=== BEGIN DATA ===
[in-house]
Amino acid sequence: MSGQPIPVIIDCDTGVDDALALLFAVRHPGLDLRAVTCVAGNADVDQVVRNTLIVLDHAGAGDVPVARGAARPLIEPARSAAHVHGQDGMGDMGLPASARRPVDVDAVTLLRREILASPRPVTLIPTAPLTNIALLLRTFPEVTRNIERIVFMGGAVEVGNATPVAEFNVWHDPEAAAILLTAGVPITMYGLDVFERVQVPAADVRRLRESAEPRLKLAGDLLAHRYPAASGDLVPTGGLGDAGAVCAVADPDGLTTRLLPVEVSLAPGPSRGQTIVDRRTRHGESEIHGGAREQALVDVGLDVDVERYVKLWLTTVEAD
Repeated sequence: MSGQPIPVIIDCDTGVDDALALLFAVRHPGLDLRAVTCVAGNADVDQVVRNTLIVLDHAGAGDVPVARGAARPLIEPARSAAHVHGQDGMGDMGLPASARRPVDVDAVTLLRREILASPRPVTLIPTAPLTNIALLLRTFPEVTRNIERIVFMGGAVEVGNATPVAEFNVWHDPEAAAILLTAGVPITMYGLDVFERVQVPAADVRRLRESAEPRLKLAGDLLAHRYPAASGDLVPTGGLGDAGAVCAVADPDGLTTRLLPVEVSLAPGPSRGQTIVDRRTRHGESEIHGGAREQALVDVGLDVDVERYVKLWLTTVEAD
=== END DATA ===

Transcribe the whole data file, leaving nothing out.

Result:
[in-house]
Amino acid sequence: MSGQPIPVIIDCDTGVDDALALLFAVRHPGLDLRAVTCVAGNADVDQVVRNTLIVLDHAGAGDVPVARGAARPLIEPARSAAHVHGQDGMGDMGLPASARRPVDVDAVTLLRREILASPRPVTLIPTAPLTNIALLLRTFPEVTRNIERIVFMGGAVEVGNATPVAEFNVWHDPEAAAILLTAGVPITMYGLDVFERVQVPAADVRRLRESAEPRLKLAGDLLAHRYPAASGDLVPTGGLGDAGAVCAVADPDGLTTRLLPVEVSLAPGPSRGQTIVDRRTRHGESEIHGGAREQALVDVGLDVDVERYVKLWLTTVEAD
Repeated sequence: MSGQPIPVIIDCDTGVDDALALLFAVRHPGLDLRAVTCVAGNADVDQVVRNTLIVLDHAGAGDVPVARGAARPLIEPARSAAHVHGQDGMGDMGLPASARRPVDVDAVTLLRREILASPRPVTLIPTAPLTNIALLLRTFPEVTRNIERIVFMGGAVEVGNATPVAEFNVWHDPEAAAILLTAGVPITMYGLDVFERVQVPAADVRRLRESAEPRLKLAGDLLAHRYPAASGDLVPTGGLGDAGAVCAVADPDGLTTRLLPVEVSLAPGPSRGQTIVDRRTRHGESEIHGGAREQALVDVGLDVDVERYVKLWLTTVEAD